In the late 90s, I destroyed my first computer. I’m not exactly sure what I did to it, but I know that taking it apart and putting it back together didn’t fix the little blinking cursor on an otherwise blank screen. A few years prior, I saw for the first time a computer play a video from a disc. Now, the marvel of technology in my own bedroom with a CD-Rom, file folder structure, and a program for restitching MIDI files too large for a single 1.44 MB floppy disk was dead. I had recently been adopted into a better living situation by older parents who thought a computer would benefit me. But, they sure didn’t know how to fix it—nor how to even turn it on. A computer repairman said it was done. Thus began my fascination with technology.
Later, we went to Circuit City and bought a newer model. This one had something called the Internet. We signed a plan with CompuServe, and I picked out my first email address; it contained “23” as an homage to Michael Jordan. And as a kid takes off the training wheels when learning to balance, I soon after bought a Windows XP Home Edition upgrade disc and felt unleashed. We later upgraded from a dial-up connection to 1MB cable internet, and I can still visualize how the MSN homepage loaded without delay. Over the years, I returned to Circuit City and purchased more of these amazing tools: for example, a Sony Clié personal digital assistant, a USB thumb drive (that held an enormous 128MB for only $149—what a deal), and a digital camcorder… All was well until I was invited to an event at BJU. There on display in the bookstore was an Apple iMac G4, still one of the most iconic and masterfully designed computers ever made. Thus began my fascination with Apple technology.
Where was God in all of this? At that point, I had been a Christian for less than two years. It was fall 2002, and I was taking night classes at a small Bible college in Greenville and working the third shift at Ryobi. I was almost always completely alone for at least 5–6 hours a night in a 500,000 square foot building. These were the circumstances that formed my fascination with using technology (and enjoying using technology) for God’s glory.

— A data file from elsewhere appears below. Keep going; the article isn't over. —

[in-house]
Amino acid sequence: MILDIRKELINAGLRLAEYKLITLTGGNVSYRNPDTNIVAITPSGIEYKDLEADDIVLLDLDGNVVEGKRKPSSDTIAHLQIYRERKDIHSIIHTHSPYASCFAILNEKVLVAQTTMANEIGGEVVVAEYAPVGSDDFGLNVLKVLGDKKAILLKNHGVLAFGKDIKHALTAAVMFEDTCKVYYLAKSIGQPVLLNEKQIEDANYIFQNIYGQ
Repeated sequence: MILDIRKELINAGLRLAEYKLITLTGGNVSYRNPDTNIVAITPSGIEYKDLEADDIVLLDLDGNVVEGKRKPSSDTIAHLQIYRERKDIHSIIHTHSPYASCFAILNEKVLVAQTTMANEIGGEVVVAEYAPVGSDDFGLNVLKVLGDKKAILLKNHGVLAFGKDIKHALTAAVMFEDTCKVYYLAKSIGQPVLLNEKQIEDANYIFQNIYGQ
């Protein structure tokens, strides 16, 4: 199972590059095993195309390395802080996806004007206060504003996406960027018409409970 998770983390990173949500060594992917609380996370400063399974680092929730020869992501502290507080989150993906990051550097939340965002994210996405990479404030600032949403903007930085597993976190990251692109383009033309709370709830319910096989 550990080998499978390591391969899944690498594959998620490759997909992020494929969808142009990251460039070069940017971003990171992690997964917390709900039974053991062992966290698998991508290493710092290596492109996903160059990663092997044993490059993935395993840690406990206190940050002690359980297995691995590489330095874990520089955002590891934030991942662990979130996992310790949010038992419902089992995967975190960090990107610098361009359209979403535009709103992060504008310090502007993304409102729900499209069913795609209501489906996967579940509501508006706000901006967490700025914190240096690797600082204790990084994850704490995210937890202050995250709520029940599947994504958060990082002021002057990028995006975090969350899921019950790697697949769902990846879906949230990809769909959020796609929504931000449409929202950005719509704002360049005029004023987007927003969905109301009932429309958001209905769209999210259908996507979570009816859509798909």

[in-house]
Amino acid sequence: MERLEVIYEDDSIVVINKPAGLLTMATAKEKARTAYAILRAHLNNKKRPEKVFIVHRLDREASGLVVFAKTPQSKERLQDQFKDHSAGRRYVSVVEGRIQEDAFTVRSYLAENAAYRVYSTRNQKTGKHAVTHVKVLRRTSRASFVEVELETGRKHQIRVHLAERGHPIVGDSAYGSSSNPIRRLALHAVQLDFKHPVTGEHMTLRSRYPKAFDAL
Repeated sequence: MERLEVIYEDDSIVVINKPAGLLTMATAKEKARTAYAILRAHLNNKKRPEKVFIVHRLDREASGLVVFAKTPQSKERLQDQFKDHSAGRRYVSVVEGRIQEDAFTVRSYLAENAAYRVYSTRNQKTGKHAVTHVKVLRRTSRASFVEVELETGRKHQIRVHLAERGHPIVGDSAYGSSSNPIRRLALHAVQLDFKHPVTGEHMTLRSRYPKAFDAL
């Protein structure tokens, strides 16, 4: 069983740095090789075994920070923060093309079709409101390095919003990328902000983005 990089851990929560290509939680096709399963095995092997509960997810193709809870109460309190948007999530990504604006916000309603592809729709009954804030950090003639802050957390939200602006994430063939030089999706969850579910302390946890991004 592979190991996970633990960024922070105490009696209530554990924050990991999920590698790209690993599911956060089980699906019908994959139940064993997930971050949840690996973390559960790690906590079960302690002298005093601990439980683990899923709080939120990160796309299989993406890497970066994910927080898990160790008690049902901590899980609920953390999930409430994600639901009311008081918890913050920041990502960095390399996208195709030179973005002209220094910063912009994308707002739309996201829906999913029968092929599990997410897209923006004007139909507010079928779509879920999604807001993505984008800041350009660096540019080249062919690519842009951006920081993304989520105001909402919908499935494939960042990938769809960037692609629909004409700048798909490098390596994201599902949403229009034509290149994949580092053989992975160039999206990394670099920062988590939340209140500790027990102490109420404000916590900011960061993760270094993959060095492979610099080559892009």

At the beginning of 2003, I used my new college student discount to buy an education bundle that included a laptop and something in a new category of devices called an iPod. In the slow and dead hours of third shift, I used my time to learn an entirely new operating system and work on college assignments. In the calmness of the midnight hours, I would listen to sermons on my iPod as I walked outside around the Ryobi property. At the beginning of 2004, some people in church donated some money so that I could start a 15-minute weekly program at our local AM radio station. In hindsight, it probably wasn’t the wisest thing to do: to give a new Christian attending a fundamentalist college a voice to say whatever was on his mind across the airwaves every Friday at 5pm. It wasn’t much, but it was what I had, and I wanted to give it to God. I read in a technology magazine about a new way people could download MP3 files on demand using RSS feeds called “podcasting.” The radio programs were already in MP3 format when I recorded them, so I used a template and taught myself the bare basics of writing an RSS file and creating a podcast in 2005. I was fascinated, absolutely filled with child-like wonder.